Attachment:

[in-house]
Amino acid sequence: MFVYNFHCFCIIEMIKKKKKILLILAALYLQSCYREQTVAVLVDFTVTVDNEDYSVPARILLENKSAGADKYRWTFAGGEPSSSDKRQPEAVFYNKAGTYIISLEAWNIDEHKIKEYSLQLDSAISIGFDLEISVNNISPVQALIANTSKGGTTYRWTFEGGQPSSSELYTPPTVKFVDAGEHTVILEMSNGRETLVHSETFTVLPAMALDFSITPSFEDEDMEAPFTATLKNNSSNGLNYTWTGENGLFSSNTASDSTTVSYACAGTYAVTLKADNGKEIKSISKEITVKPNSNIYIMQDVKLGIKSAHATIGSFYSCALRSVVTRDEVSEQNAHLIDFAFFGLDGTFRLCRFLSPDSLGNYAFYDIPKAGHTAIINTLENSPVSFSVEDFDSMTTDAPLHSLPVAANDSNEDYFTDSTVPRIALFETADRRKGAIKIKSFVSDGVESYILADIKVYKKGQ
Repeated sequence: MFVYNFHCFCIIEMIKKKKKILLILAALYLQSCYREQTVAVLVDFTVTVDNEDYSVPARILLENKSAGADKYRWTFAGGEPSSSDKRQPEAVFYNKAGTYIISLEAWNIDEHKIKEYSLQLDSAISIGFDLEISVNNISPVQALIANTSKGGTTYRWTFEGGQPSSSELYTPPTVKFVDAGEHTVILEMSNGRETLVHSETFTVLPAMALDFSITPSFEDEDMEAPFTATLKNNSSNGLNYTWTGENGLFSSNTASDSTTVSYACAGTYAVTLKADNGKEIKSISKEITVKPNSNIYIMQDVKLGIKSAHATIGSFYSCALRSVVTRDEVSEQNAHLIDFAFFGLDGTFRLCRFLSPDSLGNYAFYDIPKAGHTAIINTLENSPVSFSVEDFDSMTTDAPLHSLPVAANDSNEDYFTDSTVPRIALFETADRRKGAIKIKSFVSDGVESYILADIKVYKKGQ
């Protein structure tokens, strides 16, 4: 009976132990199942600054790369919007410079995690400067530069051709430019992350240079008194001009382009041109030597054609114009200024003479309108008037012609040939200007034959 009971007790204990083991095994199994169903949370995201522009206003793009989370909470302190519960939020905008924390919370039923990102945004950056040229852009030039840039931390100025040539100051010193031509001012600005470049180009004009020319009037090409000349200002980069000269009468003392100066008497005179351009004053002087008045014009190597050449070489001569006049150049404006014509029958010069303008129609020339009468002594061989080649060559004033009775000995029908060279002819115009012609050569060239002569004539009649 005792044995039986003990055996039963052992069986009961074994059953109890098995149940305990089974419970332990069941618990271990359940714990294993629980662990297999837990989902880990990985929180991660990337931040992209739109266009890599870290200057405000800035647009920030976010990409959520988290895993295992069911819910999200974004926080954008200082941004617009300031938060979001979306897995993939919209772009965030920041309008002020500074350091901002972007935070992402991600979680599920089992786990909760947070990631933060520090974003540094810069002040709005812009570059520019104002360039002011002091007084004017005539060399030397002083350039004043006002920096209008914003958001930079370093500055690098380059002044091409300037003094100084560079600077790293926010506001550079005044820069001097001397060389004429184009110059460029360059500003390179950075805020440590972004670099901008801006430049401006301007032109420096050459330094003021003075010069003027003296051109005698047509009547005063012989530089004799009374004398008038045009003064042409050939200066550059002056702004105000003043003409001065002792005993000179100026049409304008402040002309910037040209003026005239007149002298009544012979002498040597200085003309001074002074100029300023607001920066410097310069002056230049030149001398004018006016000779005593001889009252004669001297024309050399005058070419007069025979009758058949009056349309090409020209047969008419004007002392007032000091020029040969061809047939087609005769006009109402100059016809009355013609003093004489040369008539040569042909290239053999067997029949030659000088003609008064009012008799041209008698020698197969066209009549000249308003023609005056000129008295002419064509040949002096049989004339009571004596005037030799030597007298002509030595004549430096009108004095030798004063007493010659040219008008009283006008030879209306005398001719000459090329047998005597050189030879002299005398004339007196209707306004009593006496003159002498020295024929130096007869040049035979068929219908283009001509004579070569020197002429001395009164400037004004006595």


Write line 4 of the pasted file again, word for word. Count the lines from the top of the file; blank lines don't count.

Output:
């Protein structure tokens, strides 16, 4: 009976132990199942600054790369919007410079995690400067530069051709430019992350240079008194001009382009041109030597054609114009200024003479309108008037012609040939200007034959 009971007790204990083991095994199994169903949370995201522009206003793009989370909470302190519960939020905008924390919370039923990102945004950056040229852009030039840039931390100025040539100051010193031509001012600005470049180009004009020319009037090409000349200002980069000269009468003392100066008497005179351009004053002087008045014009190597050449070489001569006049150049404006014509029958010069303008129609020339009468002594061989080649060559004033009775000995029908060279002819115009012609050569060239002569004539009649 005792044995039986003990055996039963052992069986009961074994059953109890098995149940305990089974419970332990069941618990271990359940714990294993629980662990297999837990989902880990990985929180991660990337931040992209739109266009890599870290200057405000800035647009920030976010990409959520988290895993295992069911819910999200974004926080954008200082941004617009300031938060979001979306897995993939919209772009965030920041309008002020500074350091901002972007935070992402991600979680599920089992786990909760947070990631933060520090974003540094810069002040709005812009570059520019104002360039002011002091007084004017005539060399030397002083350039004043006002920096209008914003958001930079370093500055690098380059002044091409300037003094100084560079600077790293926010506001550079005044820069001097001397060389004429184009110059460029360059500003390179950075805020440590972004670099901008801006430049401006301007032109420096050459330094003021003075010069003027003296051109005698047509009547005063012989530089004799009374004398008038045009003064042409050939200066550059002056702004105000003043003409001065002792005993000179100026049409304008402040002309910037040209003026005239007149002298009544012979002498040597200085003309001074002074100029300023607001920066410097310069002056230049030149001398004018006016000779005593001889009252004669001297024309050399005058070419007069025979009758058949009056349309090409020209047969008419004007002392007032000091020029040969061809047939087609005769006009109402100059016809009355013609003093004489040369008539040569042909290239053999067997029949030659000088003609008064009012008799041209008698020698197969066209009549000249308003023609005056000129008295002419064509040949002096049989004339009571004596005037030799030597007298002509030595004549430096009108004095030798004063007493010659040219008008009283006008030879209306005398001719000459090329047998005597050189030879002299005398004339007196209707306004009593006496003159002498020295024929130096007869040049035979068929219908283009001509004579070569020197002429001395009164400037004004006595």